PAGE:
Mads Mikkelsen Source
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Question: What was your first encounter with the Hannibal Lecter mythos?
LAURENCE FISHBURNE: It was Brian Cox in Manhunter. “I’m sorry, operator. I haven’t the use of my arms.” Ooh, okay. Smart guy.
MADS MIKKELSEN: I saw The Silence of the Lambs when it came out. I was way too old to be scared that much, but it was a fantastic film. We owe Anthony Hopkins a lot.
HUGH DANCY: I also saw The Silence of the Lambs. What I remember thinking was how beautiful it was, specifically in that crime scene that he creates when he slaughters the two police officers, and they come in to see it splayed out like an angel. I thought, “Oh, my god, that’s beautiful!” And then, I thought, “What’s wrong with me!” It did that very well.
BRYAN FULLER: I saw Manhunter and thought Brian Cox was amazing. He gets eclipsed by Anthony Hopkins ‘cause it’s an Oscar-winning performance, but I think Brian Cox is just as good. I think they’re two fantastic performances. And then, I went and read the book, and that blew me away.

Bryan, why is it important to you to change the gender of some of these characters and add that female energy to the story?
FULLER: Well, if we didn’t change some of the genders of the characters, it would be a sausage party. There would just be a lot of guys. I think we need female energy in all entertainment. What’s exciting about Season 3 is that we have a lot more female energy.

Hugh and Mads, there’s an interesting undercurrent of love between Hannibal Lecter and Will Graham.
FULLER: He’s penetrated him. It’s true!

How does that shape your own portrayals, and your understanding of the characters?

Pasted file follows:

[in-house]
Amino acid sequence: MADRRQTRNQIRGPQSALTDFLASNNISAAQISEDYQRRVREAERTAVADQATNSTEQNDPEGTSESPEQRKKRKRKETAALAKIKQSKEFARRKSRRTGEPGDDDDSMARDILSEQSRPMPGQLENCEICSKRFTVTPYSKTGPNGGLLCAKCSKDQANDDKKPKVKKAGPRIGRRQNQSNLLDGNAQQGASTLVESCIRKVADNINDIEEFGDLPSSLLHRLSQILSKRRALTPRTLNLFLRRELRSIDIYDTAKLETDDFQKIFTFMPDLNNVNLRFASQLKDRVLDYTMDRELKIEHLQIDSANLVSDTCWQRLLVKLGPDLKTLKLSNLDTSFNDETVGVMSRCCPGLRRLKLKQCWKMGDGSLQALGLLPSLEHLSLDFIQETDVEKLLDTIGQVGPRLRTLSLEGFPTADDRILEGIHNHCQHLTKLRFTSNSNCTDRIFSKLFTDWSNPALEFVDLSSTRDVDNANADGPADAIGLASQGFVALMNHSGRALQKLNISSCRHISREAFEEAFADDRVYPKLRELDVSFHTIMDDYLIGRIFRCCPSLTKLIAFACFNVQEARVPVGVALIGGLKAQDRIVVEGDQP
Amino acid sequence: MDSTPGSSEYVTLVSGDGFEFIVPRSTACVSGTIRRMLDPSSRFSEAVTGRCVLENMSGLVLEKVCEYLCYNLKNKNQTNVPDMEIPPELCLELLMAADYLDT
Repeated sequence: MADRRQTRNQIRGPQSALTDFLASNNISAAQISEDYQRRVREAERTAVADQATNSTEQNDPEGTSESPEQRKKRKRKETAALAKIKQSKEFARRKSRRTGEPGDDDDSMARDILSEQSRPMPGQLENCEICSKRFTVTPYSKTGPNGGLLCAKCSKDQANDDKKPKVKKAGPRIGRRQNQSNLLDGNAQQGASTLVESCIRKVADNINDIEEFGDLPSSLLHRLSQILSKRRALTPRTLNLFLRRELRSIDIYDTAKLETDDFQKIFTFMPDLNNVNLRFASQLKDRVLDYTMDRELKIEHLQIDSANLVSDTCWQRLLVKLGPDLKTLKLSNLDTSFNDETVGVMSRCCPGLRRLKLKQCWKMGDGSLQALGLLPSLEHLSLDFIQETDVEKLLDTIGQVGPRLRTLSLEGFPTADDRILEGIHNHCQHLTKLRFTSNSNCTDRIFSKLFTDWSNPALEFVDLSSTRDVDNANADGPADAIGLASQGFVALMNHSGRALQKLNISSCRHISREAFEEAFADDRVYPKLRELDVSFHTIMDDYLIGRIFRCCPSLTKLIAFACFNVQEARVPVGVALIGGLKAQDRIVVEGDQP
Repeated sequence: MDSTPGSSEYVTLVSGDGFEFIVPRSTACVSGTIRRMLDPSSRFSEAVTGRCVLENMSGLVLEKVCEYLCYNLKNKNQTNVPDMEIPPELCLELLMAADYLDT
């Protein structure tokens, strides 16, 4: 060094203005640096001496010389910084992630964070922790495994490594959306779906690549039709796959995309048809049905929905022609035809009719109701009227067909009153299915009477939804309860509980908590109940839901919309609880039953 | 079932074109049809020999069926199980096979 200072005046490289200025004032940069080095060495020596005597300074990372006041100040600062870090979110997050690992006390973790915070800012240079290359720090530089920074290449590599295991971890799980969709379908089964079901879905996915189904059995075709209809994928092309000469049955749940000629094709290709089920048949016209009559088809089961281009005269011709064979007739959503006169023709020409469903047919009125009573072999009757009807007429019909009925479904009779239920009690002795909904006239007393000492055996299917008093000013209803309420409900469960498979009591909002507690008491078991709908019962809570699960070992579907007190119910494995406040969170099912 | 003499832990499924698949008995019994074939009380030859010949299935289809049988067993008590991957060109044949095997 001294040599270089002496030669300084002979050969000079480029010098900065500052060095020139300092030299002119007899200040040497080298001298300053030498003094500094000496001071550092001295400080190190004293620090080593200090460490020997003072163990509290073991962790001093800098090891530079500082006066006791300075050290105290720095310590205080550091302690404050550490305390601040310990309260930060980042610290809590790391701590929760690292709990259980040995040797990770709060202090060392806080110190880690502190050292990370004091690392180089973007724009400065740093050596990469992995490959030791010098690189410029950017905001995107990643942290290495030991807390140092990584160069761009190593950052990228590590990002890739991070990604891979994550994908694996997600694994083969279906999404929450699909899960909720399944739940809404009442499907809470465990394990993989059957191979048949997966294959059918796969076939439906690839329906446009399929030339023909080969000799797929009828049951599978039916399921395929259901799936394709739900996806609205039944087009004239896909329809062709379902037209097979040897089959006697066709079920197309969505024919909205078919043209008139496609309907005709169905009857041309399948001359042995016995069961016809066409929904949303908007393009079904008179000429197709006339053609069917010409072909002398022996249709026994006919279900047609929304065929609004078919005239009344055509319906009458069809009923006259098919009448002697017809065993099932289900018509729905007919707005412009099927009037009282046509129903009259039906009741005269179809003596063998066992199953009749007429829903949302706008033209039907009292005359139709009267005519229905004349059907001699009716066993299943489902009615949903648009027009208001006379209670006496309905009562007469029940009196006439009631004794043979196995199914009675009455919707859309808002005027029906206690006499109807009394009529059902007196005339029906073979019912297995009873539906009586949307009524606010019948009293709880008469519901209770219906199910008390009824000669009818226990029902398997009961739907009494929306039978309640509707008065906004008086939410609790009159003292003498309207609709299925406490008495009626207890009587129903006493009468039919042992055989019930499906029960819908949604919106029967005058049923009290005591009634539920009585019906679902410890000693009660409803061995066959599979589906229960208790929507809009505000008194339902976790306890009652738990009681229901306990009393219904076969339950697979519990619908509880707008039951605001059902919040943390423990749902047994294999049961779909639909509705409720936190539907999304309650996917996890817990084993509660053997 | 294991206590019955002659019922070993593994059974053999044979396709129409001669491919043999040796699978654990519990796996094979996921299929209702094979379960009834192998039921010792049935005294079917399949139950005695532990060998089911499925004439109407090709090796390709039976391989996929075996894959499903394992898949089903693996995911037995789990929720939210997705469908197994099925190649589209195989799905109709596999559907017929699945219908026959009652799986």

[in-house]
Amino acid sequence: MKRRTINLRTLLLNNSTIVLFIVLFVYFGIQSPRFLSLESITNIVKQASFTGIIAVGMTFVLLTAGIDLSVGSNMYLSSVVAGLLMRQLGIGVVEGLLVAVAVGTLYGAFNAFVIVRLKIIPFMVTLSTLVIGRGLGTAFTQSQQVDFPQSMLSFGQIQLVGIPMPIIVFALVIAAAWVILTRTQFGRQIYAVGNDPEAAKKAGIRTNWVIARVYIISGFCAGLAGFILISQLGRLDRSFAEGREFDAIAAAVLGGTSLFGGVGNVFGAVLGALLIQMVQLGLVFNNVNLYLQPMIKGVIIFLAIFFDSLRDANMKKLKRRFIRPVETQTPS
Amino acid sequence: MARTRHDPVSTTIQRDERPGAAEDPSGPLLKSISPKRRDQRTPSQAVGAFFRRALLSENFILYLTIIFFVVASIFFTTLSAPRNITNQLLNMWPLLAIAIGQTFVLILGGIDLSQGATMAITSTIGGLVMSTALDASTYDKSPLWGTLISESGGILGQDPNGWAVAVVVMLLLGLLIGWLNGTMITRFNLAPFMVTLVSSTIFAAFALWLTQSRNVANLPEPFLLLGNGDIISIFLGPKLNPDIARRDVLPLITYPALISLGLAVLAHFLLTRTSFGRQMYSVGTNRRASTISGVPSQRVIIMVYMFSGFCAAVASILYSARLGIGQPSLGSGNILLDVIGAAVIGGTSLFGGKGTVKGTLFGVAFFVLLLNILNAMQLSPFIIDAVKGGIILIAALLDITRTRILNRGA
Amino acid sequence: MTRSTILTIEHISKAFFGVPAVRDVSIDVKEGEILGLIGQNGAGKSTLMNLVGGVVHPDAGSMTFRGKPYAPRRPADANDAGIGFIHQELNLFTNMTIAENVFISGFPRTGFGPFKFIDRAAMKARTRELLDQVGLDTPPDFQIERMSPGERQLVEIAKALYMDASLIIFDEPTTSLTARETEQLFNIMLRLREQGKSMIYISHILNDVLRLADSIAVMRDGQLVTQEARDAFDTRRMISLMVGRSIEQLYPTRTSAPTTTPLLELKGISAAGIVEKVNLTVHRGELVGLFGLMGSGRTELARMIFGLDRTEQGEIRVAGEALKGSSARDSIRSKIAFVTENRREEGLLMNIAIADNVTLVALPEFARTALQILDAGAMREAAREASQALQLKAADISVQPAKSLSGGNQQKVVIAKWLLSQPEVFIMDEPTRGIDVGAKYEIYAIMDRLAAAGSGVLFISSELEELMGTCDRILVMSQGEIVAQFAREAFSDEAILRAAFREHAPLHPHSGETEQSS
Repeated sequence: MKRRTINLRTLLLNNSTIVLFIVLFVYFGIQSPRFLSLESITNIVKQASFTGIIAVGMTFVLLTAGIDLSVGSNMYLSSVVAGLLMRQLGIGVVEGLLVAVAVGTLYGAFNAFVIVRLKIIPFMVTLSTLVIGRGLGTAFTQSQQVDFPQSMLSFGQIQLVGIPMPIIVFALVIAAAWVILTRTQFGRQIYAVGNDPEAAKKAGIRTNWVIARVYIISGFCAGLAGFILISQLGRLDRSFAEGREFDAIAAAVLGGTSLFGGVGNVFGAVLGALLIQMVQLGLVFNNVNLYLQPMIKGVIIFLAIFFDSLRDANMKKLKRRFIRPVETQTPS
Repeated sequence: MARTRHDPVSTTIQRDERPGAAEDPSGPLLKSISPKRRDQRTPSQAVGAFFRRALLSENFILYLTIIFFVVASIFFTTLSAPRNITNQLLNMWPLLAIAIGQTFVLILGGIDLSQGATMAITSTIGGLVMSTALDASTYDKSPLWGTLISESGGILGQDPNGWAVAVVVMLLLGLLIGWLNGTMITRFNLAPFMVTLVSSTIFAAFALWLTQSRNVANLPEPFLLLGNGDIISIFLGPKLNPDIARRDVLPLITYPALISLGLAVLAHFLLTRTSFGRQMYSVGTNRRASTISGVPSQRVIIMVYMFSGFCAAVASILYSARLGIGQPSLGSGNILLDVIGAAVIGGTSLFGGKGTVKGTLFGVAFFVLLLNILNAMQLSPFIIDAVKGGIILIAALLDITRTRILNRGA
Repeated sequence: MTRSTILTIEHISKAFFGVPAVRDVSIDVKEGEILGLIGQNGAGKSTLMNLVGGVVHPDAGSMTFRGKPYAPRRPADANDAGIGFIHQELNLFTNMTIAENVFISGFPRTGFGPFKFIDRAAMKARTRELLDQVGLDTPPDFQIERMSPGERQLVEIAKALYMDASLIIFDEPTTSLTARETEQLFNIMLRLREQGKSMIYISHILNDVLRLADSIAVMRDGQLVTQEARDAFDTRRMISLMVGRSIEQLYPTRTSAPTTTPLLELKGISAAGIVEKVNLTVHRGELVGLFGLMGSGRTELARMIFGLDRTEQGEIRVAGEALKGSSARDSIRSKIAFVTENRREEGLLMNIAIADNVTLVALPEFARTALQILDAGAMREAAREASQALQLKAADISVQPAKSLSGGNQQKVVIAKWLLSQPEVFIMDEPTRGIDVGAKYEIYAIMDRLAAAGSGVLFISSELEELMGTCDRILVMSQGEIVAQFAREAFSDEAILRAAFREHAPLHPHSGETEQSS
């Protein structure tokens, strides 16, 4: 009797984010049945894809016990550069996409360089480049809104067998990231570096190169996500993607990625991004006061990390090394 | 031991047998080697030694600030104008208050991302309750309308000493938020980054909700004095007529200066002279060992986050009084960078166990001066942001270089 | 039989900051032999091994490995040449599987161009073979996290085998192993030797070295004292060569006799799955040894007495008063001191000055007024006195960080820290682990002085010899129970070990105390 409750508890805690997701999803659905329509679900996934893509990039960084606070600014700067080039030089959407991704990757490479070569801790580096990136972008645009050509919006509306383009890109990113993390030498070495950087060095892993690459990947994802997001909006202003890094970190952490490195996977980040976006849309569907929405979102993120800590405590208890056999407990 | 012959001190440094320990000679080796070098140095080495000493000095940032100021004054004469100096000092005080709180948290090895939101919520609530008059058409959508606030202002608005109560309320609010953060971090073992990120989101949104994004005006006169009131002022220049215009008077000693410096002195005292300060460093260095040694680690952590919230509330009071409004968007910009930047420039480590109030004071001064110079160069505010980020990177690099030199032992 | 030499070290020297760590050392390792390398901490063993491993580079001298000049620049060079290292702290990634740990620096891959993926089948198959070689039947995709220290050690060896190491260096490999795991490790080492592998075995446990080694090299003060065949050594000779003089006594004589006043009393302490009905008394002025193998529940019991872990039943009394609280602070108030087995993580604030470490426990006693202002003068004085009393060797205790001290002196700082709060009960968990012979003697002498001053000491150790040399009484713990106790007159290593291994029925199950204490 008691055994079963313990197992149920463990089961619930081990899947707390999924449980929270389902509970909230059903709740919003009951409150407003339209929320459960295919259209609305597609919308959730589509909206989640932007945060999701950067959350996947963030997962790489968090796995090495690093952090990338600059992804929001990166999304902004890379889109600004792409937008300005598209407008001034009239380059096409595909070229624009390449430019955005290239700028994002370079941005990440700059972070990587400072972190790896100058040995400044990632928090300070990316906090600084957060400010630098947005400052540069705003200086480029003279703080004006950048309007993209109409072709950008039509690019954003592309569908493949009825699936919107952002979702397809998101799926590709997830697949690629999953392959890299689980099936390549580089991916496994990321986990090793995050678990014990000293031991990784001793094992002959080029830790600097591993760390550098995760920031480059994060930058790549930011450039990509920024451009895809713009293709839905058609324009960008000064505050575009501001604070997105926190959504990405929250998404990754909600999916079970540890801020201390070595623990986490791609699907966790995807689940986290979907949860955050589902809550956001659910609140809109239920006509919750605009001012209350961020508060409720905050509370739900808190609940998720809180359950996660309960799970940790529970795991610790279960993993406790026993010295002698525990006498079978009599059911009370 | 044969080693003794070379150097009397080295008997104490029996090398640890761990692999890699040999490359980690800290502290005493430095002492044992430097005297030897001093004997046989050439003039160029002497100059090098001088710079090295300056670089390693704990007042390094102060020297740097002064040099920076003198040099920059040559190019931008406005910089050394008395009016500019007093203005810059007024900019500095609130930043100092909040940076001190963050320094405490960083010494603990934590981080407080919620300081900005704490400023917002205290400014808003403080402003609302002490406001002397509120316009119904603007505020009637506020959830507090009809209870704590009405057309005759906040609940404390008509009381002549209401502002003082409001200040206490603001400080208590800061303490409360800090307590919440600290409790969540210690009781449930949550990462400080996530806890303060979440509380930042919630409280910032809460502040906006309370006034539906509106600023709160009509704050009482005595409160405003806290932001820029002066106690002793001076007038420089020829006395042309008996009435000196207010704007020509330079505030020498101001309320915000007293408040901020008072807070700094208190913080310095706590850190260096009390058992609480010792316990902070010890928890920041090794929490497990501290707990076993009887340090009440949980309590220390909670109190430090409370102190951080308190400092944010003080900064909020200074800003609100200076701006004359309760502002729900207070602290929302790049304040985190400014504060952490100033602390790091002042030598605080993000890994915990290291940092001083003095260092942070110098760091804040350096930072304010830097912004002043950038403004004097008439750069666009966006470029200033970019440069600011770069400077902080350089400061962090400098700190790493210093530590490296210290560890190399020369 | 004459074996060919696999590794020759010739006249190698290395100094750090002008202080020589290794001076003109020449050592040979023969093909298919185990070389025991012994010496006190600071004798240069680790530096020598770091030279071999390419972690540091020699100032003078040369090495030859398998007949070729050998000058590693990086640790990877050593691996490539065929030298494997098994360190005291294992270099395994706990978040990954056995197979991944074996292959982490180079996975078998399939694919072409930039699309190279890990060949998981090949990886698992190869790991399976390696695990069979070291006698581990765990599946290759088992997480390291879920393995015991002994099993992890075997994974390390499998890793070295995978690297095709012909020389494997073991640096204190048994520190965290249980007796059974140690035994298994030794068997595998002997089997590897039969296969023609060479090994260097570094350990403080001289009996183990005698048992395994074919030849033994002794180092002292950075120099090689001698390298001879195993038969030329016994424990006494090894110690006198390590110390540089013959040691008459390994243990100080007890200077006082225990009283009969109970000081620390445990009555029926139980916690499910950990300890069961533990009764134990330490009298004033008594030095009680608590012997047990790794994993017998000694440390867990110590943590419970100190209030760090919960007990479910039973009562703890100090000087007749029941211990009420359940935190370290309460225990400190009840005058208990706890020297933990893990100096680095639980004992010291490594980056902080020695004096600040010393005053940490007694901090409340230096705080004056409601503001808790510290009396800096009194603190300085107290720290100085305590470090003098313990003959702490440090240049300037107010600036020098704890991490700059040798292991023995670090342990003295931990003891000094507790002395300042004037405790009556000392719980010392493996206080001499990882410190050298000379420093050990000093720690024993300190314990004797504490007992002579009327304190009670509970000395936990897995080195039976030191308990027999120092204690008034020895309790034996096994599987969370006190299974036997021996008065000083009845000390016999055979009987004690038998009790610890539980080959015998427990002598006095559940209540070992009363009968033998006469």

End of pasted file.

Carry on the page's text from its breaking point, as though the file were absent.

DANCY: They love each other. That’s unquestionable. I think it’s a platonic love, but it’s rich. They recognize each other as unique in the world. They reflect each other, in that way. It’s a profound recognition and relief that comes with it.
MIKKELSEN: Going through what Hannibal did with Will, in the two seasons, is probably the closest he’s ever been to loving anyone. What love means in his universe, we’ll have to see, later on. Everything heartbreaking that happens to poor Will is also heartbreaking to Hannibal.
FULLER: One of the reasons that I was really excited about this project was to explore heterosexual male friendship, not just between Will and Hannibal, but also Jack. I feel like there is a three-way between those men. I think Jack has a friendship with these two guys, as well. It’s a very interesting exploration of male friendships.
MIKKELSEN: I think there’s an honesty to what Bryan writes, and there’s an honesty in how we try to give the scenes justice. That mean that there is never the big plan from Hannibal. When I’m with Jack, it’s honest. There’s no lie. It’s an honest relationship. We’ve become strong friends, as I have with his wife. What I did with Alana was honest. It might change tomorrow. We don’t know. But, it’s always honest. That’s one of the reasons she can walk in that door without the audience going, “No!” There’s an honesty in the whole project. We’re not trying to be behind the characters going, “Gotcha!” Honesty is one of the keynotes that allows us to get away with some of these things.

Mads and Laurence, how was it to shoot your fight scene that opened Season 2?
MIKKELSEN: That was a really long day.
FISHBURNE: We felt really long and we looked really young, while we were doing it. But the day after, we really felt our age.
MIKKELSEN: We shot that for 14 hours.
FISHBURNE: No, we did 21 hours. You just blocked out the other seven.
MIKKELSEN: That was a beautiful day.
FISHBURNE: It was great.

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